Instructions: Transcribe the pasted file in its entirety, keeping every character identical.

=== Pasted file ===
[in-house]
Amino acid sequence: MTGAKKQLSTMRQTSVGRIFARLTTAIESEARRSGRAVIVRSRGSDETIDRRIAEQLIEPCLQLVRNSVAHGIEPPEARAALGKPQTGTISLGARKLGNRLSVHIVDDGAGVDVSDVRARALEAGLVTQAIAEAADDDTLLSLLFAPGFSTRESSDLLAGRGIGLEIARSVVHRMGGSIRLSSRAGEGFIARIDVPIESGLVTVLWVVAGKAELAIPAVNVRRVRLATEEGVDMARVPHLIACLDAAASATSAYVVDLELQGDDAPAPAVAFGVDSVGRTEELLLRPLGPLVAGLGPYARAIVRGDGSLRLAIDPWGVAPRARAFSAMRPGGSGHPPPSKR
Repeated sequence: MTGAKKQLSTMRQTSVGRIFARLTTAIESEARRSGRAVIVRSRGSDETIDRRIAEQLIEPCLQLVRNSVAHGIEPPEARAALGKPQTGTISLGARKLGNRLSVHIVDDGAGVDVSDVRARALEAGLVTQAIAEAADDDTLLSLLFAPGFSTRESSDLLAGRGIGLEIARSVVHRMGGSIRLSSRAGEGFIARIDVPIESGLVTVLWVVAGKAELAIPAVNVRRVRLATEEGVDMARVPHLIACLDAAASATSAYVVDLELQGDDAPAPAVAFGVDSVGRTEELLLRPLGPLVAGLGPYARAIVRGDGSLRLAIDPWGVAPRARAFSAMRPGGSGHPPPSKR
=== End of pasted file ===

[in-house]
Amino acid sequence: MTGAKKQLSTMRQTSVGRIFARLTTAIESEARRSGRAVIVRSRGSDETIDRRIAEQLIEPCLQLVRNSVAHGIEPPEARAALGKPQTGTISLGARKLGNRLSVHIVDDGAGVDVSDVRARALEAGLVTQAIAEAADDDTLLSLLFAPGFSTRESSDLLAGRGIGLEIARSVVHRMGGSIRLSSRAGEGFIARIDVPIESGLVTVLWVVAGKAELAIPAVNVRRVRLATEEGVDMARVPHLIACLDAAASATSAYVVDLELQGDDAPAPAVAFGVDSVGRTEELLLRPLGPLVAGLGPYARAIVRGDGSLRLAIDPWGVAPRARAFSAMRPGGSGHPPPSKR
Repeated sequence: MTGAKKQLSTMRQTSVGRIFARLTTAIESEARRSGRAVIVRSRGSDETIDRRIAEQLIEPCLQLVRNSVAHGIEPPEARAALGKPQTGTISLGARKLGNRLSVHIVDDGAGVDVSDVRARALEAGLVTQAIAEAADDDTLLSLLFAPGFSTRESSDLLAGRGIGLEIARSVVHRMGGSIRLSSRAGEGFIARIDVPIESGLVTVLWVVAGKAELAIPAVNVRRVRLATEEGVDMARVPHLIACLDAAASATSAYVVDLELQGDDAPAPAVAFGVDSVGRTEELLLRPLGPLVAGLGPYARAIVRGDGSLRLAIDPWGVAPRARAFSAMRPGGSGHPPPSKR